The 82nd Annual Academy Awards are nearly upon us. On Sunday March 7 millions of viewers will be tuning in to see which movies, actors, directors and supporting crew will be recognised for their contribution to the popular art of film. A full list of the movies that are up for best picture can be found on the Guardian website. While many people go to the movies to watch such movies as Avatar or District 9 these instances of mass popular art, which are easily accessible to a wide audience both in terms of physical access through mass distribution technology and also in terms of it being easy to understand and engage with the movie, are Continue reading “The Oscars – in recognition of popular art”
James Cameron’s Avatar is a cousin of some famous thought experiments from the philosophy of personal identity. For example, here’s a product of Daniel Dennett’s imagination circa 1978:
Several years ago I was approached by Pentagon officials who asked me to volunteer for a highly dangerous and secret mission. [They] had succeeded in lodging a warhead about a mile deep under Tulsa, Oklahoma, and they wanted me to retrieve it for them. … The difficulty that brought the Pentagon to my door was that the device I’d been asked to recover was fiercely radioactive, in a new way. According to monitoring instruments, something about the nature of the device and its complex interactions with pockets of material deep in the earth had produced radiation that could cause severe abnormalities in certain tissues of the brain. No way had been found to shield the brain from these deadly rays, which were apparently harmless to other tissues and organs of the body. So it had been decided that the person sent to recover the device should leave his brain behind. It would be kept in a safe place as there it could execute its normal control functions by elaborate radio links. Would I submit to a surgical procedure that would completely remove my brain, which would then be placed in a life-support system at the Manned Spacecraft Center in Houston? Each input and output pathway, as it was severed, would be restored by a pair of microminiaturized radio transceivers, one attached precisely to the brain, the other to the nerve stumps in the empty cranium. No information would be lost, all the connectivity would be preserved.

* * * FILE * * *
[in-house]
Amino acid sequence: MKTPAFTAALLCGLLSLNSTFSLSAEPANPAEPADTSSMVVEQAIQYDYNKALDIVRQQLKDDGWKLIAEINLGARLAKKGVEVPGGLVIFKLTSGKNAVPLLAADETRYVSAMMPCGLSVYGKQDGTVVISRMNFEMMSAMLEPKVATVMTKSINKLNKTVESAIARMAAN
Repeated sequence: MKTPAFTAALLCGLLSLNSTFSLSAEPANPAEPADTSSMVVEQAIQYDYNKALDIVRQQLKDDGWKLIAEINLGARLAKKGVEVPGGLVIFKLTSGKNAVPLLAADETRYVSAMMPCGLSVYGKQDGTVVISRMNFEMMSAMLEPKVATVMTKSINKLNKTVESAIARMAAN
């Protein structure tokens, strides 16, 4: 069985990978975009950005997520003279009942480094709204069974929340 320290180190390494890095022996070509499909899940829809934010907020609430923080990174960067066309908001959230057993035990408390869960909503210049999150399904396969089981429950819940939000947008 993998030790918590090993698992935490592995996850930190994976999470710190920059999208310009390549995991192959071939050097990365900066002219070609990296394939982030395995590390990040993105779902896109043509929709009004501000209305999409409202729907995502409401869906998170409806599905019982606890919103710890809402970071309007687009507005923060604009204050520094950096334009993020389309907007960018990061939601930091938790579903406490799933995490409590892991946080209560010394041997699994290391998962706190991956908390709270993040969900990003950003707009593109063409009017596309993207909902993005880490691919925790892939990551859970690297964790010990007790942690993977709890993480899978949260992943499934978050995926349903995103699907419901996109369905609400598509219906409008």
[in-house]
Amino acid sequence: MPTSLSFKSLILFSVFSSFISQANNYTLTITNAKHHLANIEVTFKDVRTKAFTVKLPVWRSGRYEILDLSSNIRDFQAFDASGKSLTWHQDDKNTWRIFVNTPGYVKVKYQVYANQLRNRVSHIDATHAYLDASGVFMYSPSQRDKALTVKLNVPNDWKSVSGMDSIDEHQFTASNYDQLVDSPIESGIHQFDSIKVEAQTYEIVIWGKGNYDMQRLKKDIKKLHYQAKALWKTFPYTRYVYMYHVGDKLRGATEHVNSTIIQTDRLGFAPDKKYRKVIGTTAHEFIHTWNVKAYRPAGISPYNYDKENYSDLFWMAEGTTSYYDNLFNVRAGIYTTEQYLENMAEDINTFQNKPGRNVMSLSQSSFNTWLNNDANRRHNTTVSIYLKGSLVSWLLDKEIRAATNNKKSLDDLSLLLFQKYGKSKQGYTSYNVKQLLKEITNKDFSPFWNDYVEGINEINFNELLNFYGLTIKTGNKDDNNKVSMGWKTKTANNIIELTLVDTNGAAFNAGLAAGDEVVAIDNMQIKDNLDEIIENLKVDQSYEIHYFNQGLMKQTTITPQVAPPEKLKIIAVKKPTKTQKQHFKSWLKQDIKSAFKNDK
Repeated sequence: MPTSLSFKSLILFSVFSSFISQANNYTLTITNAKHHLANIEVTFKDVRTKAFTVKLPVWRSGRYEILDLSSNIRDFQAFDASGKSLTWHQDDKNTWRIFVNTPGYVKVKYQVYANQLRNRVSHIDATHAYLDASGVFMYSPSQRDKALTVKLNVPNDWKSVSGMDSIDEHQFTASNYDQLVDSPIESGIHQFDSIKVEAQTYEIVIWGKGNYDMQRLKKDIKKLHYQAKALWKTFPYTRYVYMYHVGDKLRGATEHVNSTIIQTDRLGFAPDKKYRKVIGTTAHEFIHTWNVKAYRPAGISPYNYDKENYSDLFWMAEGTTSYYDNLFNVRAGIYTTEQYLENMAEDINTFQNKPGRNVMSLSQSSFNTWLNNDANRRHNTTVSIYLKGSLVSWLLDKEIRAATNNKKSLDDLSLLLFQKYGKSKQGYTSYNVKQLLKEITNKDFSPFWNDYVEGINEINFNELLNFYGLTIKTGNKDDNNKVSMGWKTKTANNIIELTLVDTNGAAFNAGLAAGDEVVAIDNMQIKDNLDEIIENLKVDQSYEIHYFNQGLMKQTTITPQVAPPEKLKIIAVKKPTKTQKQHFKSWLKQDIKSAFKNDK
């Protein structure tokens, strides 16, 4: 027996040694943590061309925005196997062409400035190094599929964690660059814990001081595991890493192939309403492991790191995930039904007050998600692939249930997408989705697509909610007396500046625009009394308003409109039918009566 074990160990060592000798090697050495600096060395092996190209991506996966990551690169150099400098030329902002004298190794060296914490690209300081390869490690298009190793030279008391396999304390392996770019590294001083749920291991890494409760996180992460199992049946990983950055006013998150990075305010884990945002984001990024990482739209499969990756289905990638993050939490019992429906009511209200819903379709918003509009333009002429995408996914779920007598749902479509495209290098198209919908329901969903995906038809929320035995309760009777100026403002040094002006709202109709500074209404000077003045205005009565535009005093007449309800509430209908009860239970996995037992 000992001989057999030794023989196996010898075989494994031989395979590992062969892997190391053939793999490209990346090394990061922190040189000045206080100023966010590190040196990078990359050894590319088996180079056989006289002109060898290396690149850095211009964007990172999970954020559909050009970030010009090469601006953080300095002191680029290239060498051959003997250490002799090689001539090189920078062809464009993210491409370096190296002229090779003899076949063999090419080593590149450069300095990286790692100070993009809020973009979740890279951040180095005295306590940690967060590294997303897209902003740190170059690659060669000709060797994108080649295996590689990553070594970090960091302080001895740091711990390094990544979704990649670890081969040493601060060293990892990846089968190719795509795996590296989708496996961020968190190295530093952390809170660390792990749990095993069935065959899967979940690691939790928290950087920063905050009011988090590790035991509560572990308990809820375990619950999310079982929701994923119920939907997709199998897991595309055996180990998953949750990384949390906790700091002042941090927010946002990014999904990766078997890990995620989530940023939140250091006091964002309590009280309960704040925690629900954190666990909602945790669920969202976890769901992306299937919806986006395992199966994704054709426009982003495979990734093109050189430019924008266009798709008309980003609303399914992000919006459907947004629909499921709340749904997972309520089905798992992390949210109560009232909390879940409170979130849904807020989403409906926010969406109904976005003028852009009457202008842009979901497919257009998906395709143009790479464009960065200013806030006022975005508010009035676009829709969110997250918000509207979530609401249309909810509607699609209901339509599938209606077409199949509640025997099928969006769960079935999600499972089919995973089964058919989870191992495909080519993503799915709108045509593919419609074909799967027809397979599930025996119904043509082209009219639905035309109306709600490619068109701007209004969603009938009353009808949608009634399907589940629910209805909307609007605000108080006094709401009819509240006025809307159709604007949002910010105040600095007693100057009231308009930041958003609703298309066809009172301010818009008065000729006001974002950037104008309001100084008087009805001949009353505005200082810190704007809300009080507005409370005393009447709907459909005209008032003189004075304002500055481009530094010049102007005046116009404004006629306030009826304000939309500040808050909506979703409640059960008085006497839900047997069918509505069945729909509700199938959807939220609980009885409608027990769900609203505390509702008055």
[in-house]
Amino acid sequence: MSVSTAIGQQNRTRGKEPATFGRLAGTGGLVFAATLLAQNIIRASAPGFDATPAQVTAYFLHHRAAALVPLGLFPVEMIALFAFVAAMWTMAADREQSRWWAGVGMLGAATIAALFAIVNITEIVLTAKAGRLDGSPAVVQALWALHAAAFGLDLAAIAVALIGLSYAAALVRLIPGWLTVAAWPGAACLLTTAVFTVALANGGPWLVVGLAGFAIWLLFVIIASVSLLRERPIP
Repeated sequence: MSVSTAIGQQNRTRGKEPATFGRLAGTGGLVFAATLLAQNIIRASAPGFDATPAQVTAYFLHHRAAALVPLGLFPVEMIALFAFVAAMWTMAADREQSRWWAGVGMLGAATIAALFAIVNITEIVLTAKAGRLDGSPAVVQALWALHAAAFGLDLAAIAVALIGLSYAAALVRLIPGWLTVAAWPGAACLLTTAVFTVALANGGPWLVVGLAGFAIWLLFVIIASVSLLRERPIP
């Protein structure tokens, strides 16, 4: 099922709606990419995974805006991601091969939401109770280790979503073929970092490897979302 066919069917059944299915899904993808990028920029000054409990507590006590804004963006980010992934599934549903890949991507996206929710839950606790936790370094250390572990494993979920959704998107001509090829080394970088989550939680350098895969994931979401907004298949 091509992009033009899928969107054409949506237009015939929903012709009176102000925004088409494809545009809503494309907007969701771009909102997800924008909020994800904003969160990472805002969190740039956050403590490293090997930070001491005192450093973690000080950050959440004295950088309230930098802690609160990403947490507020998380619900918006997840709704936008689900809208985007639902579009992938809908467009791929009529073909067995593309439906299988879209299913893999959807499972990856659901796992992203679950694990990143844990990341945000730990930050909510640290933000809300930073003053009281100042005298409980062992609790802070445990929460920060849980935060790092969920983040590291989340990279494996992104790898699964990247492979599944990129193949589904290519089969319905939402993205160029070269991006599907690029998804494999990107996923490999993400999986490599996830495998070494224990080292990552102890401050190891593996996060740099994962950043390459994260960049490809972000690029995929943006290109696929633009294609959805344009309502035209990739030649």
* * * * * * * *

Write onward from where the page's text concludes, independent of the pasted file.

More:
Sounds pretty Avatar-like to me! Even the plot devices are similar: In Avatar, one reason why the hero needs to remotely control an alien body is that the alien planet’s atmosphere is toxic to humans but not aliens; in Dennett’s thought experiment, the hero needs to remotely control his own body in order to avoid exposure to toxic radiation. (Of course, there are some differences. Dennett’s essay has a cooler ending whereas Avatar has more dragons.)
Anyway, it looks like Avatar’s implications about race have gotten a little more attention than anything it might have to say about personal identity. I was especially interested by this widely-linked io9 piece by Annalee Newitz accusing Cameron of being motivated by “white guilt,” as if that’s a bad thing. I’ll put a few spoiler-ridden thoughts on this below the fold.
Yesterday, Peter Ludlow opened the second week of the 2009 Compass Interdisciplinary Virtual Conference with a riveting presentation on virtual communities, cultures and governance. This year’s conference is titled ‘Breaking Down Barriers.’ Accordingly, Ludlow takes us into the virtual world of Second Life and provides a glimpse of how individuals, from a standpoint of anonymity, nonetheless construct communities, cultures, and even forms of governance that resolve inevitable conflicts.
Second Life is the height of embedded social networking. It is a platform where people can assume any identity they wish by constructing a highly customizable avatar. The content of the virtual world is also completely user designed. Players construct objects, buildings, business establishments, and much more. Each player travels through the virtual world as his avatar, and can engage with, modify, and construct, various objects, and most importantly can interact with the avatars of other players.
These interactions create various communities. Ludlow defines a virtual community as a group of individuals spatially separated but engaged in a broad range of shared social activities through non-face-to-face forms of communication. A community might form around a virtual night-club; regularly meeting at the same spot and intensively interacting. Or, a community might form around a business venture, for example, constructing a new virtual night-club. The opportunities for interaction within Second Life are plenty. And, as in the real world, these interactions provide the basis for enduring relationships, friendships, alliances, but also enmities.